Personal Best (1982)

Personal Best (1982), written, produced and directed by Robert Towne.

Women's track and field is the subject and this is a lovely presentation of the sweat and endurance of a team training for the Olympics, using actual events and the real athletes.

The foreground story is the relationship between Mariel Hemingway (age 21) and Patrice Donnelly, 11 years older. Young love is intense and disruptive, but also temporary. Someone is always hurt.

Hemingway trained for months and she plausibly belongs with the team. It helps that her character starts timidly ("no speed, no guts", says the coach), acquiring confidence with time. Hemingway had not been acting for very long and her natural style might seem amateurish in other films, but it works here.

They were fortunate to have Patrice Donnelly, an athlete of amazing grace, and rather good in her first acting role. To be blunt: not all actresses can be convincing lesbians, but she's got it.

Scott Glenn is the coach, a colossal jerk but getting his athletes where they need to go.

The film has a split personality of sorts: although a celebration of women's athletics it also features full nudity and many shots of lithe women's bodies. The director was unapologetic: bodies in motion -- particularly slow motion -- are sensuous. (The right bodies with a good photographer, I might add). In a notorious segment, the slow-motion camera isolates on a series of women's crotches as they go over backwards in the high jump.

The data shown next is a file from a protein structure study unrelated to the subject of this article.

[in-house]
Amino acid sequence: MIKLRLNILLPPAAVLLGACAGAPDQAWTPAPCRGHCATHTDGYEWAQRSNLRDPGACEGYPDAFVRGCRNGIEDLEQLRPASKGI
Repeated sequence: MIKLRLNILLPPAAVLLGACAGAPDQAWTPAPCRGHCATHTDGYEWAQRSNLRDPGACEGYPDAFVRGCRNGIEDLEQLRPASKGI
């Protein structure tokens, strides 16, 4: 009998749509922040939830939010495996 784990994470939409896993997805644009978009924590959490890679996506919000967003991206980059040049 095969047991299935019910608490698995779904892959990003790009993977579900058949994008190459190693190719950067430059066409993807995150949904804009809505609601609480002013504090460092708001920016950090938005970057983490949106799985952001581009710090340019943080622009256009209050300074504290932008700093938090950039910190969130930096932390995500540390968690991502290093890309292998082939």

A bit of male nudity, too. He said the movie convention of people wearing underwear when they get out of bed after sex is ridiculous.

This was Robert Towne's first film as director. He was a renowned screenwriter, known for The Last Detail (1973), Chinatown (1974) and Shampoo (1975) among others, and he was an uncredited script-doctor for a huge list of other famous films. It is odd that his own script for this film seems a bit slack to me. It is a good story and is well presented, but maybe the non-actors in the cast and use of real competitions impeded the dramatic flow.

As it turned out, the US boycotted the 1980 Olympics. This is used in the film, but almost in passing. You would expect more dramatic trauma from the team. On the good side: the actual athletes were then available to be in the film.

Available on DVD with a commentary track by the director, Scott Glenn and Kenny Moore, another first-time acting athlete who plays the second love interest.